Lord Blaker: My Lords, I am glad that the noble Baroness has had those discussions. Will she confirm that all three organisations mentioned in the Question have stated that they will ensure the observance of human rights, the rule of law and good governance in the member countries? Have the G8 countries made it clear to the southern African members of these organisations that, if they do not go ahead and do their best to improve the catastrophic situation in Zimbabwe which is now infecting neighbouring countries—which is within their power, if they have the will—the G8 countries will be reluctant to provide the aid and investment that is so sorely needed? If the G8 have not yet made such an approach to those countries, will Her Majesty's Government suggest that they do?

Baroness Amos: My Lords, I can confirm that human rights and good economic and political governance in a range of different ways is reflected in the principles that underpin the work done by the African Union, the ACP, SADC and the European Union.

I have just returned from a G8/NePAD meeting in Accra in Ghana. We had substantial discussions on a range of issues, including the political and economic aspects of NePAD—in particular, the peer review process. We had substantial discussions on Zimbabwe and the concern felt not only by the G8 but by African countries about the impact that the situation in Zimbabwe is having on their economies and on the perception that people have of African countries more generally.

Lord Avebury: My Lords, does the Minister agree that the EU/SADC meeting was a great disappointment, in that no clear statement was made

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about the appalling human rights violations in Zimbabwe? Where the meeting made oblique reference to the use of food as a political weapon, it did so without mentioning Zimbabwe by name. Does the Minister accept that the failure of Zimbabwe's neighbours to do anything concrete about the human rights violations in Zimbabwe raises fears in the minds of many people outside, including in the G8 countries, about the effectiveness of the proposed African peer review mechanism? In that context, will the Minister comment on the correspondence in which M. Jean Chretien, chairman of the G8, has tried to clear up ambiguities in statements made by President Thabo Mbeki about the application of the peer review mechanism to political matters?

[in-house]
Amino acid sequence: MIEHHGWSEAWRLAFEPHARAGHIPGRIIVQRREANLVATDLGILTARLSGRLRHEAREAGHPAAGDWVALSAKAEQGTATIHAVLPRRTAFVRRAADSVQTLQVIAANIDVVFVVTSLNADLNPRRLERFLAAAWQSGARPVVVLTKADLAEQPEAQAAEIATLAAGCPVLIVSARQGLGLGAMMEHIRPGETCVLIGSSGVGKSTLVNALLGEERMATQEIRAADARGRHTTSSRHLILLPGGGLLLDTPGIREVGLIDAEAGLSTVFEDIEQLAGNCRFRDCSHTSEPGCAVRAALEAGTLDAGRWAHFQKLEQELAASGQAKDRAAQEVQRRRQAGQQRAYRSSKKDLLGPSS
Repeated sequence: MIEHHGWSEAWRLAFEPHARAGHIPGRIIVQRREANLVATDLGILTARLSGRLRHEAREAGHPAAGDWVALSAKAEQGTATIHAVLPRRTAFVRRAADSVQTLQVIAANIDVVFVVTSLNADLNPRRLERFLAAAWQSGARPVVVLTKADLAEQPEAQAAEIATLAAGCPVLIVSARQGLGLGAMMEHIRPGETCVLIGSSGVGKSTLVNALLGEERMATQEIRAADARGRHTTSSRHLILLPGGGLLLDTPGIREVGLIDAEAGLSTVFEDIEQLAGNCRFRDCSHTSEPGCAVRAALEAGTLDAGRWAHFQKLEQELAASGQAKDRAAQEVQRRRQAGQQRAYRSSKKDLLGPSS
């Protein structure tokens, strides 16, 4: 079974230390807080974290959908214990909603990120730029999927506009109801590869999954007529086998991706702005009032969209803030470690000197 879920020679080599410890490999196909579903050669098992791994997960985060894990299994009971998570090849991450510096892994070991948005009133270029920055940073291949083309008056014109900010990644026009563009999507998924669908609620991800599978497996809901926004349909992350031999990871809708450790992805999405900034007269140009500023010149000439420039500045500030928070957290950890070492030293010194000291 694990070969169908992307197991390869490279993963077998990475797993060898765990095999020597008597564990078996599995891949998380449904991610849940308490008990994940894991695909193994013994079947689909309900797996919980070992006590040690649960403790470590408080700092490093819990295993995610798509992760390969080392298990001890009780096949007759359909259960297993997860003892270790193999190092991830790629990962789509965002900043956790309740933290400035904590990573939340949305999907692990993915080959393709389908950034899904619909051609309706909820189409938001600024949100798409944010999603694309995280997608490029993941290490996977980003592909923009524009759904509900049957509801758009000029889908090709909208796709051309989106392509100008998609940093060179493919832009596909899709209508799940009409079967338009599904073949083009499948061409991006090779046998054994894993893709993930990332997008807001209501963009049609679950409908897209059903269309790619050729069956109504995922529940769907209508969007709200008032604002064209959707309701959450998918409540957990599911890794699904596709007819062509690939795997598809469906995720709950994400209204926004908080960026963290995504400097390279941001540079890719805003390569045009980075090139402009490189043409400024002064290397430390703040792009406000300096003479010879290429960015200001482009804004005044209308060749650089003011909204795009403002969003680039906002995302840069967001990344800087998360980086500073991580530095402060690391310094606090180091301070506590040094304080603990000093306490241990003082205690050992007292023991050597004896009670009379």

Baroness Amos: My Lords, at the EU/SADC meeting we worked very hard to get an agreed statement on Zimbabwe. This was blocked by Zimbabwe within SADC. So the EU made a very strong statement that we could not agree a statement which we could make together. It is important that noble Lords understand that the EU and some southern African countries share an analysis of what is going on in Zimbabwe, particularly with respect to the humanitarian situation. But we differ on what action we believe needs to be taken. With respect to the peer review process, some 12 countries have now volunteered for peer review. The matter of political and economic governance—the issue that concerned Prime Minister Chretien when he wrote to President Mbeki in a personal capacity—has now been resolved.

The Lord Bishop of Winchester: My Lords, what consultation are the Government having with the three groups referred to in the Question that will lead to the ending of Zimbabwe's continuing and huge-scale pillage of mineral and other resources from the DRC?

Baroness Amos: My Lords, the House will be aware that the report of the UN panel on the exploitation of mineral resources in the DRC was recently published. A number of individuals and organisations are mentioned in that report, including Zimbabwean individuals. We have requested further information from the UN panel, as have other members of the Security Council. We await that information. We shall talk to our Security Council partners in deciding what further action should be taken.

Lord Howell of Guildford: My Lords, I know that the noble Baroness is as keen as anyone to put pressure on Mugabe and his henchmen to prevent them poisoning and undermining development in southern Africa and the whole NePAD project. In that context, is it correct that a visa has been granted to the vice-chairman of the ZANU-PF Harare executive, Chris Pasipamire, who is a well-known and brutal activist in farm evictions in Zimbabwe and who has apparently come here to study land reform? If that is correct, will the Minister re-examine the whole matter?

Baroness Amos: My Lords, I am aware of this case having been raised. Allegations were made in The

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Sunday Times about this individual and his activities in Zimbabwe. I understand that the allegations against him were dropped. He was granted a visitor's visa to come to the UK, not a student visa. Were he to want to study in the United Kingdom, he would need a different kind of visa.